A shift in European climate in the 1990s to mild, wet summers in the north and hot, dry summers in the south is linked to the warming phase of an oscillation in North Atlantic Ocean temperatures, reports a study published online this week in Nature Geoscience. Until North Atlantic ocean temperatures swing back towards a cooler phase, this pattern is likely to persist.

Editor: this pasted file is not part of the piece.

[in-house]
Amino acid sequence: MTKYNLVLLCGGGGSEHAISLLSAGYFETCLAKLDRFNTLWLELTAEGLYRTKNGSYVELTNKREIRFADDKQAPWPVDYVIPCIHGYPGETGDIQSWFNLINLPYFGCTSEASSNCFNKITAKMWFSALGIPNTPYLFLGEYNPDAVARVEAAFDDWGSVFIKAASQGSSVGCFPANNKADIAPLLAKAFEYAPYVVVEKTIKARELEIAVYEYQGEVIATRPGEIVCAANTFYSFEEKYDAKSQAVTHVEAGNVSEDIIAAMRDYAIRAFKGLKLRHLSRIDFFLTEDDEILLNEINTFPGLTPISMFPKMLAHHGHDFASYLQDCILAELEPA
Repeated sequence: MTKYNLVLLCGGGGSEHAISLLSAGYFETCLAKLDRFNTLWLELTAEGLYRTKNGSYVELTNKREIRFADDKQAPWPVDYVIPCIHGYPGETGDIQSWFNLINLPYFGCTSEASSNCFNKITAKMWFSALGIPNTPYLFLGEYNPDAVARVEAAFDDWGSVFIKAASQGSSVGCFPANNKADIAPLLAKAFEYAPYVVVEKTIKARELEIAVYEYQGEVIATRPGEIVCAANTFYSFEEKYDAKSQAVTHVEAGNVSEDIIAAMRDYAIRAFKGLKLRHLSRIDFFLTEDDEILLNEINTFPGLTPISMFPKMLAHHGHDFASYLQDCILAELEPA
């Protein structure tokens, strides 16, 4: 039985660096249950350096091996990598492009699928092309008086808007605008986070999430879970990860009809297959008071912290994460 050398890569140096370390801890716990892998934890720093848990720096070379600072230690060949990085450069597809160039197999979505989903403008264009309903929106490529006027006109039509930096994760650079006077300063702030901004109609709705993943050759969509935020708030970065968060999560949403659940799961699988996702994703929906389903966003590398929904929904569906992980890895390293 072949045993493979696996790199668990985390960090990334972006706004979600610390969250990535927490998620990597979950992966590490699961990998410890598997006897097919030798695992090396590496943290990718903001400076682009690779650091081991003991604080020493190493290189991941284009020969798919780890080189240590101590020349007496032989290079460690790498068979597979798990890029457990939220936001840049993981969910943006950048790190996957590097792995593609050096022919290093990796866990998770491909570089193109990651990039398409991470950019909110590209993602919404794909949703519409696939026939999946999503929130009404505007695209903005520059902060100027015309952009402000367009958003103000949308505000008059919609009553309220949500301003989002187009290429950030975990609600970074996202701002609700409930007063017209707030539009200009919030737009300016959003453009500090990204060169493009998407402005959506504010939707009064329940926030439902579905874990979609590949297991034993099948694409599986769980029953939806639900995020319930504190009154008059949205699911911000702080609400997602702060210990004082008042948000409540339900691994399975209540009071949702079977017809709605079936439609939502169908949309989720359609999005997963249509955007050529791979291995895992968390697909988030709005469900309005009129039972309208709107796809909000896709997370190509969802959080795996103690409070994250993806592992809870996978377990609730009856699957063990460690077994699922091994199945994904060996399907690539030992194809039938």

Rowan Sutton and Buwen Dong analysed climate data derived from observations to investigate links between North Atlantic Ocean temperatures and European climate. They find that in the 1990s, European climate shifted considerably in the summer and, less clearly, in the spring and autumn. This shift coincided with substantial warming of the North Atlantic ocean, associated with a documented pattern of multi-decadal oscillations in Atlantic Ocean temperature. The authors suggest that the climate shifted in response to ocean warming. Based on an earlier transition, a return to the cool phase of this oscillation could be sudden, and might lead to a fast change in European climate patterns.
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